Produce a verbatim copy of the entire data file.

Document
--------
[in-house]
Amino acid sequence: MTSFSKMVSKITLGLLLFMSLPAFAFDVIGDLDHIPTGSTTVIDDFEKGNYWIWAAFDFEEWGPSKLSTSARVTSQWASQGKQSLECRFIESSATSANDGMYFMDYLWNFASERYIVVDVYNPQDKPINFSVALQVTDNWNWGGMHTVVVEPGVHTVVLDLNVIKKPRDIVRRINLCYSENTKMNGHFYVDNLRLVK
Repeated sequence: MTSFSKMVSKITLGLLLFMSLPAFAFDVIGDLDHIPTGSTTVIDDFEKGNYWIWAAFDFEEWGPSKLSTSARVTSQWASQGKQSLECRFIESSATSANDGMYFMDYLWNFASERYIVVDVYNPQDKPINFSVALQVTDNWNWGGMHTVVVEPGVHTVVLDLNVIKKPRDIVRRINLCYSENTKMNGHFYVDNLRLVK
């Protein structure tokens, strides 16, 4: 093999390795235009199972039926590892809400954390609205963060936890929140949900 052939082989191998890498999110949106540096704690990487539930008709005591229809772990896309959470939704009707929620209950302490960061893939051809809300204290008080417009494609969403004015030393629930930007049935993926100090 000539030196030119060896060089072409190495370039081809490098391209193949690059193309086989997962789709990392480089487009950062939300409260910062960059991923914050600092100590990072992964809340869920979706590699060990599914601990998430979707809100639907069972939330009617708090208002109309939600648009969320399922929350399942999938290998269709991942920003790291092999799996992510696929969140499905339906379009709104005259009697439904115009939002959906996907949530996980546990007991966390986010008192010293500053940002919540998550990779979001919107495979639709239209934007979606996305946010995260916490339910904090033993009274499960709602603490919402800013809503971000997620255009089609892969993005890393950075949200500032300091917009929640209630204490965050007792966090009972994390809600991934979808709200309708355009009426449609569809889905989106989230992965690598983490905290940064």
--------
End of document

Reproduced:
[in-house]
Amino acid sequence: MTSFSKMVSKITLGLLLFMSLPAFAFDVIGDLDHIPTGSTTVIDDFEKGNYWIWAAFDFEEWGPSKLSTSARVTSQWASQGKQSLECRFIESSATSANDGMYFMDYLWNFASERYIVVDVYNPQDKPINFSVALQVTDNWNWGGMHTVVVEPGVHTVVLDLNVIKKPRDIVRRINLCYSENTKMNGHFYVDNLRLVK
Repeated sequence: MTSFSKMVSKITLGLLLFMSLPAFAFDVIGDLDHIPTGSTTVIDDFEKGNYWIWAAFDFEEWGPSKLSTSARVTSQWASQGKQSLECRFIESSATSANDGMYFMDYLWNFASERYIVVDVYNPQDKPINFSVALQVTDNWNWGGMHTVVVEPGVHTVVLDLNVIKKPRDIVRRINLCYSENTKMNGHFYVDNLRLVK
């Protein structure tokens, strides 16, 4: 093999390795235009199972039926590892809400954390609205963060936890929140949900 052939082989191998890498999110949106540096704690990487539930008709005591229809772990896309959470939704009707929620209950302490960061893939051809809300204290008080417009494609969403004015030393629930930007049935993926100090 000539030196030119060896060089072409190495370039081809490098391209193949690059193309086989997962789709990392480089487009950062939300409260910062960059991923914050600092100590990072992964809340869920979706590699060990599914601990998430979707809100639907069972939330009617708090208002109309939600648009969320399922929350399942999938290998269709991942920003790291092999799996992510696929969140499905339906379009709104005259009697439904115009939002959906996907949530996980546990007991966390986010008192010293500053940002919540998550990779979001919107495979639709239209934007979606996305946010995260916490339910904090033993009274499960709602603490919402800013809503971000997620255009089609892969993005890393950075949200500032300091917009929640209630204490965050007792966090009972994390809600991934979808709200309708355009009426449609569809889905989106989230992965690598983490905290940064």